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Dougherty Commission candidate's online posts criticizing Israel sparks reaction | POLL

Patrick Garner accuses Israel of 'ethnic cleansing' in an online discussion

Darton State College English professor Patrick Garner said he did not see how his views on the Israeli-Palestinian conflict applied to the contest to represent District 4 on the Dougherty County Commission. (File photo)

Darton State College English professor Patrick Garner said he did not see how his views on the Israeli-Palestinian conflict applied to the contest to represent District 4 on the Dougherty County Commission. (File photo)

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Dougherty County Commissioner Ewell Lyle said residents brough his challenger’s Facebook comments to his attention, but he has not read them. (File photo)

ALBANY — The general election is still almost three months away, but the first salvo in what is shaping up to be an interesting Dougherty County Commission race was fired Monday over comments made by the challenger for the District 4 commission seat.

Democrat Patrick Garner, engaged in an online exchange about the ongoing hostilities in the Middle East, disturbed a number of posters by referring to Israel’s actions against Hamas as “ethnic cleansing” and suggesting the United States should use “economic boycotts and divestment to convince Israel to end apartheid and stop state sponsored terrorism.”

County Commissioner Ewell Lyle, who is being challenged by Garner, a Darton State College professor, said Monday he’d been notified of his opponent’s comments by concerned residents in the community.

“To be honest with you, I haven’t personally seen the comments,” Lyle said. “I’m not a big Facebook person. But I’ve been contacted by citizens who told me they think the public needs to be aware of the comments (Garner) is making. I’ve heard other things about him, but this is the first I’ve heard of anti-Semitic remarks.”

Lyle, who retired after a career with the state Department of Natural Resources, said he’s been contacted by other constituents concerned about Garner.

“I’ve gotten calls from Darton students who said they dropped his classes because he is so out there,” the Republican commissioner said. “From what I hear, that’s not unusual. What I’m hearing from people who’ve contacted me is that Garner is the most arrogant guy they’ve ever come across, and they’re concerned that the public doesn’t seem to be aware of that aspect of his personality.”

During a break from Darton registration duties Monday, Garner said he was simply engaged in one of hundreds of online debates he takes part in on any number of topics. He said he did not see how his comments impact the commission race.

“I just found out there are people who are taking exception to the comments I made,” Garner said. “This is not something I’m fixated on; as a college professor, I get into hundreds of debates on all kinds of topics, from pop culture to international politics. I don’t want to feel like I can’t have an honest conversation without looking over my shoulder or worrying about every word I’ve said.

“My position on Palestine and the Middle East has nothing whatsoever to do with the Dougherty County Commission. If I were running for the Senate, yes. But international politics has nothing to do with the Dougherty Commission. I guess if I had no record to run on, I might be looking for something to dig up about my opponent, too.”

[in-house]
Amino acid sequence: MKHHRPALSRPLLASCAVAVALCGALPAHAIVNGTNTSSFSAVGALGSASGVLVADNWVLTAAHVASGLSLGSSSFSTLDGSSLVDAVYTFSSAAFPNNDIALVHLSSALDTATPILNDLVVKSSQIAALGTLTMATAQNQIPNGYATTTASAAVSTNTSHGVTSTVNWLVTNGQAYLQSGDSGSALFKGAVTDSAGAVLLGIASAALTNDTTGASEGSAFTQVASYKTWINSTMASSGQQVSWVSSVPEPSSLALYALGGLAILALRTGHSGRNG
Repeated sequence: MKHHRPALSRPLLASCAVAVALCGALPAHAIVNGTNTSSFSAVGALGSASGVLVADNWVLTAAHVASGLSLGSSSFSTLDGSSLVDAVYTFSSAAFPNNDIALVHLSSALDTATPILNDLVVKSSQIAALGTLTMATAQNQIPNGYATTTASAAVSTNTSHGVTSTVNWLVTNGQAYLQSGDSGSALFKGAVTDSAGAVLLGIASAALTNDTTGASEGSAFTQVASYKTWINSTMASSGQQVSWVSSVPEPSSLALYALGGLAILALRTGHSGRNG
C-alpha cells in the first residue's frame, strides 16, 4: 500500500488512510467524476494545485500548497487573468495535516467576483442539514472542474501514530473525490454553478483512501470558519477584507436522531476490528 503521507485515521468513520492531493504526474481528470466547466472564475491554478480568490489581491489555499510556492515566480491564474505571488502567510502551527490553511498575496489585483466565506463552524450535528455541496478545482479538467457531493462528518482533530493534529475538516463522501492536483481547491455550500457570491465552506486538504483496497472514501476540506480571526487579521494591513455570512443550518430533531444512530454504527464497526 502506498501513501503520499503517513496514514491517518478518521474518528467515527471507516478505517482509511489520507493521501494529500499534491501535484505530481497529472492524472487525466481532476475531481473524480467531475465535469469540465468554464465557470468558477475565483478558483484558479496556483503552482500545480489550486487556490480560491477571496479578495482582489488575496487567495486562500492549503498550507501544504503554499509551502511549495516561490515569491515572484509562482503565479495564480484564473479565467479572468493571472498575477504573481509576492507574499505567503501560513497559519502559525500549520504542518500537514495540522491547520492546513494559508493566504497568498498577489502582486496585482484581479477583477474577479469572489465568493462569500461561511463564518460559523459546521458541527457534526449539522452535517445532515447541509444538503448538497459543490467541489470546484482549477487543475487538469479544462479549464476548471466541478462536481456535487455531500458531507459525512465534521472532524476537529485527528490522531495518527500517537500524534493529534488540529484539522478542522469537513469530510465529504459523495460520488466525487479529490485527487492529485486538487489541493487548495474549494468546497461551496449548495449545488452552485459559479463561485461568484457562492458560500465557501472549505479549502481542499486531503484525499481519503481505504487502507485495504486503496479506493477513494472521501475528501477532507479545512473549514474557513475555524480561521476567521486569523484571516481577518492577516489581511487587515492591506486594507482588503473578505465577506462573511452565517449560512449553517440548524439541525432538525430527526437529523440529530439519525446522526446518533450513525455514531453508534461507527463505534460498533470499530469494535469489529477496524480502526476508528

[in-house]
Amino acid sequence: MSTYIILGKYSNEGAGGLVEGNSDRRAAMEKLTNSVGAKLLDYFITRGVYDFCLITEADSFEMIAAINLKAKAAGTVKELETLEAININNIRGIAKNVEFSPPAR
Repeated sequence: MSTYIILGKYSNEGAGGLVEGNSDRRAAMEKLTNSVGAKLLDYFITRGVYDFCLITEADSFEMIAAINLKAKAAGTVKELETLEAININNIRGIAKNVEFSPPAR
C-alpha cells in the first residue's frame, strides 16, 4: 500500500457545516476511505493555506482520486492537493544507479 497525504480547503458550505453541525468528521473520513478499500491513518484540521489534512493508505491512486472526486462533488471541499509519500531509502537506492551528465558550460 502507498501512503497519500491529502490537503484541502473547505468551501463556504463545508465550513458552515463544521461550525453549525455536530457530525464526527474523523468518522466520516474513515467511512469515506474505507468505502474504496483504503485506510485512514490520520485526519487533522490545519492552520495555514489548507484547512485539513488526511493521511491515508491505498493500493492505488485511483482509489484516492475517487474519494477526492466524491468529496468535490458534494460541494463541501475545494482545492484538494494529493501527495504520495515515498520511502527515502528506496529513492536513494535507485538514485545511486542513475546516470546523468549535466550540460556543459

In an exchange with a fellow Darton professor, Garner posted comments such as: “What Israel is doing is not self defense, it’s ethnic cleansing.” and “The conversation should not go in the direction of how Israel can defend itself but rather the right of Palestinians to defend themselves and what we can be doing through economic boycotts and divestment to convince Israel to end apartheid and stop state sponsored terrorism”.

Doug Lorber, who is president of the local Jewish congregation, offered a history lesson Monday in response to Garner’s comments.

“I take comments like that on a personal level, having lived (in Israel) for six years from right after the Six-Day War to the Yom Kippur War,” Lorber said. “There’s a Facebook video that best shows how it’s easy to explain but impossible to solve the unrest there: ‘The Jewish state wants to live in peace, and those around them — the extremists of Hamas — want to destroy Israel.’

“What Israel wants to do is exist peacefully. What the people of Palestine want is to exist peacefully. But the extremists in Hamas want to destroy Israel. It’s been said: If Hamas lays down its weapons, there will be peace. If Israel lays down its weapons, there will be bloodshed and destruction.”

Lorber would not comment specifically on Garner’s postings.

“Everyone is allowed to have their opinion,” he said. “Mine is that Israel simply wants to exist in peace. What’s happening now is not genocide. If Palestine allows Hamas to rule its land, there will never be peace. Hamas loves to die more than Israelis love to live.”

A local Army veteran who read Garner’s comments took exception, declaring in an email to The Albany Herald: “As a proud Democrat and veteran of the United States Army, I find the statements reprehensible and an open advocation of terrorism due to (Garner’s) subtle endorsement of Hamas.”

Garner defeated challenger Tracy Taylor in the District 4 Democratic primary on May 20, earning just under 65 percent of the vote. That victory set up the Nov. 4 general election showdown with Lyle, who is in the final year of his first four-year term on the commission. Lyle ran unopposed for the District 4 seat in 2012 and had no challenger in the May Republican primary.